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Debating a Singular STEM Focus


American’s obsession with STEM education is dangerous. That’s what Fareed Zakaria says in his latest opinion piece. This should be required reading for all educators. Zakaria states,

"Yes, science and technology are crucial components of this education, but so are English and philosophy. When unveiling a new edition of the iPad, Steve Jobs explained that “it’s in Apple’s DNA that technology alone is not enough – that it’s technology married with liberal arts, married with the humanities, that yields us the result that makes our hearts sing.”

Innovation is not simply a technical matter but rather one of understanding how people and societies work, what they need and want. America will not dominate the 21st century by making cheaper computer chips but instead by constantly reimagining how computers and other new technologies interact with human beings."

Fresh on the heels of Zakaria's article comes another take. In An Open Letter To Fareed Zakaria in Defense of STEM Education, California State Polytechnic University Professor of Mechanical Engineering Dr. Mariappan Jawaharlal addresses many issues he has with Zakaria's assertions.

There is not a single shred of evidence in your assertion. By making these sweeping claims, you undermined one of the critical challenges America faces. Below are some of the issues that you raised in your column that concern STEM professionals and educators:

  1. You have created a divide that never existed between STEM and liberal arts education.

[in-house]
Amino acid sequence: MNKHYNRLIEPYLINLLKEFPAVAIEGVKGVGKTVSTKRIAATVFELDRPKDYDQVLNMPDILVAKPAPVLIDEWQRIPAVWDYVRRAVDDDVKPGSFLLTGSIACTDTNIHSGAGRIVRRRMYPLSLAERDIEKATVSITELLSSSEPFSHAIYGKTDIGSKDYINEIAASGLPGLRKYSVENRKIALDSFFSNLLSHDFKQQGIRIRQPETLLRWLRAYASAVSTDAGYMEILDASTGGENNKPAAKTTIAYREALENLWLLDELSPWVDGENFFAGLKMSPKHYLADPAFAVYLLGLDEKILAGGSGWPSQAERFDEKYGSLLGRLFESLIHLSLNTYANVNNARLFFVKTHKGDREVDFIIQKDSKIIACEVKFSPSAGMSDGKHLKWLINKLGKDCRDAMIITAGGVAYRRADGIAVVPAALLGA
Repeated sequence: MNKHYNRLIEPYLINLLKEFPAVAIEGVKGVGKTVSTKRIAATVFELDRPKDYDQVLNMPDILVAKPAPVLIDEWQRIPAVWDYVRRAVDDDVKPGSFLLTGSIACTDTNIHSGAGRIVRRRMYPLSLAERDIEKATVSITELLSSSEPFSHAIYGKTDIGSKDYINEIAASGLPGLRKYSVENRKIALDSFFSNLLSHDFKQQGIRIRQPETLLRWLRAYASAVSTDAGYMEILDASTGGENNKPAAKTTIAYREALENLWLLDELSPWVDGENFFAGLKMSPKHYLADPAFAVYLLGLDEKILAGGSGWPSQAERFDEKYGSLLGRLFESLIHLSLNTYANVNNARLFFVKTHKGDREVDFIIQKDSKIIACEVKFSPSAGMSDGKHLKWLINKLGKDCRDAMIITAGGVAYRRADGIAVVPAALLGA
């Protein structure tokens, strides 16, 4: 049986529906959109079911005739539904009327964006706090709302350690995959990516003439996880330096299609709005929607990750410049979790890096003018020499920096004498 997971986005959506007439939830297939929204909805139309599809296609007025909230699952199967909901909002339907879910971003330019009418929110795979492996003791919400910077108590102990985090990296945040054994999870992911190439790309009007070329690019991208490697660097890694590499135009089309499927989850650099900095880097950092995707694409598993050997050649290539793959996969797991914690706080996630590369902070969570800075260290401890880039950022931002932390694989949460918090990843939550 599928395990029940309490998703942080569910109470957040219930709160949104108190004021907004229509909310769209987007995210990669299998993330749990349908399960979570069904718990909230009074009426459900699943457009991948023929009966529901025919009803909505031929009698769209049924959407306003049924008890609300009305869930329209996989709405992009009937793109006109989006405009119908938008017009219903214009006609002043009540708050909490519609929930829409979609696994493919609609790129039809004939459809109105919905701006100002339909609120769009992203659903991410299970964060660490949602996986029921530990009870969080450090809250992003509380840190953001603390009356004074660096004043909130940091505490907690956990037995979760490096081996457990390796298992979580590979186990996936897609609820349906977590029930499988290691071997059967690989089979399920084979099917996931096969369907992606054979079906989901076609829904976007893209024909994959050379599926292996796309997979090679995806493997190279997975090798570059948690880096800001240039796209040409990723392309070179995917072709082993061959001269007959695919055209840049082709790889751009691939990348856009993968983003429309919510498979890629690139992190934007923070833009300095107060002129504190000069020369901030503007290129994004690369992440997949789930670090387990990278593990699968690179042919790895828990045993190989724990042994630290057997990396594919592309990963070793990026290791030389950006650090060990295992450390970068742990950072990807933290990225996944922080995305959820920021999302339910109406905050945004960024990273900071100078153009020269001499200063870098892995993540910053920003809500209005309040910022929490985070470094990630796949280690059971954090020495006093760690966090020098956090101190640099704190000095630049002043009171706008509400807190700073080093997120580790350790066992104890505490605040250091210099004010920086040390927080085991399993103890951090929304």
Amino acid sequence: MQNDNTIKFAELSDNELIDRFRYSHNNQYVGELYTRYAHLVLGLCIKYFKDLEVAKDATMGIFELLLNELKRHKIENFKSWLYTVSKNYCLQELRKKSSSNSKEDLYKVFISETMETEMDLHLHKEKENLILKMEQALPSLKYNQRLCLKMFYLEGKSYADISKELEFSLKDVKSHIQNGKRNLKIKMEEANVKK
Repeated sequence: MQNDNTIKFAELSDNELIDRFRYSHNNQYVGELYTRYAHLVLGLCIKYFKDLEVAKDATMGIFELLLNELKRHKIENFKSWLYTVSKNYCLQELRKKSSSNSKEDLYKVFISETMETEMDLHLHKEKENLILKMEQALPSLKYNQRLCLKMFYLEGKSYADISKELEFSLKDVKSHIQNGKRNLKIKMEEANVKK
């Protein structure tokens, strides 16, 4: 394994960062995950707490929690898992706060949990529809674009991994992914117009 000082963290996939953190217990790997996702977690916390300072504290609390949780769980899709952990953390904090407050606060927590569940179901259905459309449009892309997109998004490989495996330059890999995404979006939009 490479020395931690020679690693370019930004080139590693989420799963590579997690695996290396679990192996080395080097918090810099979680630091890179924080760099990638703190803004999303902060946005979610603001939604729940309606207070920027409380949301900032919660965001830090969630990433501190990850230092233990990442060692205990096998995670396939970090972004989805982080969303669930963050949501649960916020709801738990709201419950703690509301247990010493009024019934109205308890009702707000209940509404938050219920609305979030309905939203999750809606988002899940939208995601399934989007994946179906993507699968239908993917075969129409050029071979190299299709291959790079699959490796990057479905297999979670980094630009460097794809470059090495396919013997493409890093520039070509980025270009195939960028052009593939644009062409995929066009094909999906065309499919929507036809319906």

2. You made a broad sweeping statement that Americans are trying to mimic the Asian educational system. This is an insult to all educators in the country.

  3. You completely missed the point that America is not producing enough qualified people work in the technical fields.

  4. You have assumed STEM as a narrow education.

At AWSP, we’re big supporters of STEM education, but we know that the arts, reading, and humanities are crucial parts of educating the whole child. It's part of bringing reading and arts into STEM, or making STEM into STREAM. We know a lot of schools in our state are taking an integrated approach and doing STEM the right way, but a singular focus on STEM isn't the only problem of focusing too narrowly. For example, consider all the of weight soon given to SBAC results, which only measure two subjects across the range of a school. While important, do they define the entire success or failings of a school?

We've been known to use a Seahawks analogy or two, and we'll do the same here. As many of you know, the Seahawks were first in the league in penalties this year. Imagine if Pete Carroll decided to make reducing the number of penalties the number one point of emphasis for the team; what are the unintended consequences of shifting all your attention to fix a perceived deficit? Perhaps by trying to eliminate penalties, the defensive players would be less aggressive, resulting in more missed tackles and fewer big plays made by the defense, maybe they'd spend too much time thinking and be slow to react, or it's even possible that some penalties save even bigger plays and were actually smart on their own merit. The point is, while trying to improve on our weaknesses, we can't devalue the attributes that give us our strength.

Despite not leading the world in test scores, America is still distinguished as the home of the world’s innovators. For some examples of some incredible feats of innovation accomplished by byproducts of the American public education system, check out my article from the Winter 2014 issue of Washington Principal, American Ingenuity: Stories of Smithsonian Winners Inspire Wonderings about Student Achievement. Be sure to read the whole Zakaria article and the rebuttal as well.  One thing I hope everyone can agree on, this issue is a great reminder not to lose sight of the things that make you strong.

Have an opinion on STEM education and how it's being implemented or stories from your building? We'd love to hear your thoughts on anything above in the comments section below.